Exploring Two-Dimensional Empty Space.

  title={Exploring Two-Dimensional Empty Space.},
  author={Andre K. Geim},
  journal={Nano letters},
  • A. Geim
  • Published 2021
  • Physics, Medicine
  • Nano letters
The advent of graphene and other two-dimensional (2D) crystals1 has given rise to one of the most active research fields in condensed matter physics and materials science. While the properties of graphene per se had largely been explored within the first few years after its isolation, the field has not withered away but instead continued to expand, with new topics emerging seemingly from nowhere every couple of years. After graphene, it was the turn of other atomically thin materials like 2D… Expand

Figures from this paper

Physical Origin of Dual-Emission of Au–Ag Bimetallic Nanoclusters
  • Bo Peng, Liu-Xi Zheng, +5 authors Kun Zhang
  • Medicine
  • Frontiers in Chemistry
  • 2021
The results provide a completely new insight on the understanding of the origin of photoluminescence of metal NCs, which elucidates the abnormal PL emission phenomena, including solvent effect, pH-dependent behavior, surface ligand effect, multiple emitter centers, and large-Stoke’s shift. Expand


Van der Waals heterostructures
With steady improvement in fabrication techniques and using graphene’s springboard, van der Waals heterostructures should develop into a large field of their own. Expand
Molecular transport through capillaries made with atomic-scale precision
This work reports the fabrication of narrow and smooth capillaries through van der Waals assembly, with atomically flat sheets at the top and bottom separated by spacers made of two-dimensional crystals with a precisely controlled number of layers, using graphene and its multilayers as archetypalTwo-dimensional materials to demonstrate this technology. Expand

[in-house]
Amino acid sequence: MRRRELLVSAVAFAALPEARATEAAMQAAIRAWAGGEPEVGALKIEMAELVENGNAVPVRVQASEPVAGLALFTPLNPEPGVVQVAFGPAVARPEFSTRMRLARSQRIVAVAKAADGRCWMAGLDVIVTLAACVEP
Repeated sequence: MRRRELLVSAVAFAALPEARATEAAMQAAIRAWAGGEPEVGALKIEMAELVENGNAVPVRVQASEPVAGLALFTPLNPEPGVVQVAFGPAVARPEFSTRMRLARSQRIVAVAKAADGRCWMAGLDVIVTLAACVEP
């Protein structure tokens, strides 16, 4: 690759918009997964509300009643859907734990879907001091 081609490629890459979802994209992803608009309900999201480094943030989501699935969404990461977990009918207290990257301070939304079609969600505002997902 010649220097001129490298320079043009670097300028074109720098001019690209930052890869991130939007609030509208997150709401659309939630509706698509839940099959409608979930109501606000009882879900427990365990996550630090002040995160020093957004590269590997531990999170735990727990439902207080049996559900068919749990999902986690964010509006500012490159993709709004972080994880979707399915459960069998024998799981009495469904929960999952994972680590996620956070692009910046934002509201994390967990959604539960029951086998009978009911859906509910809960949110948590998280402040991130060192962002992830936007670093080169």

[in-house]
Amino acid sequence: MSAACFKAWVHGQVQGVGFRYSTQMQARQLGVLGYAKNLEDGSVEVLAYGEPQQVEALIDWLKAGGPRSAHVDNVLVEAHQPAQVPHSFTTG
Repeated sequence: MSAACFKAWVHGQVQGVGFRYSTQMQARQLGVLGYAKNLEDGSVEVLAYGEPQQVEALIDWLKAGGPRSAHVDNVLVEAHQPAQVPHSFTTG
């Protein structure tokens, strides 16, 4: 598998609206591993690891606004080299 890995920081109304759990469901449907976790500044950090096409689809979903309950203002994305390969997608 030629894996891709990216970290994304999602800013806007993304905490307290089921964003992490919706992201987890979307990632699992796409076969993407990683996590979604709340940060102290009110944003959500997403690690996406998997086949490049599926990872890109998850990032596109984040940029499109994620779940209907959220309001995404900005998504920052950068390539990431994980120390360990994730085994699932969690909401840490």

Ballistic molecular transport through two-dimensional channels
The results provide insights into the atomistic details of molecular permeation, which previously could be accessed only in simulations, and demonstrate the possibility of studying gas transport under controlled confinement comparable in size to the quantum-mechanical size of atoms. Expand
Size effect in ion transport through angstrom-scale slits
This work reports ion transport through ultimately narrow slits that are fabricated by effectively removing a single atomic plane from a bulk crystal, and finds that ions with hydrated diameters larger than the slit size can still permeate through, albeit with reduced mobility. Expand
Complete steric exclusion of ions and proton transport through confined monolayer water
Water moves through capillaries made by effectively extracting one atomic plane from bulk crystals, which leaves a two-dimensional slit of a few angstroms in height, whereas no permeation could be detected even for such small ions as Na+ and Cl−. Expand
Two-dimensional atomic crystals.
By using micromechanical cleavage, a variety of 2D crystals including single layers of boron nitride, graphite, several dichalcogenides, and complex oxides are prepared and studied. Expand
Anomalously low dielectric constant of confined water
Capacitance measurements reveal a low dielectric constant for atomically thin layers of water next to solid surfaces and reveal the presence of an interfacial layer with vanishingly small polarization such that its out-of-plane ε is only ~2, while the electrically dead layer is found to be two to three molecules thick. Expand
Capillary condensation under atomic-scale confinement.
Surprisingly, even at this scale, the macroscopic Kelvin equation using the characteristics of bulk water describes the condensation transition accurately in strongly hydrophilic capillaries and remains qualitatively valid for weakly Hydrophilic (graphite) ones. Expand
[Et al].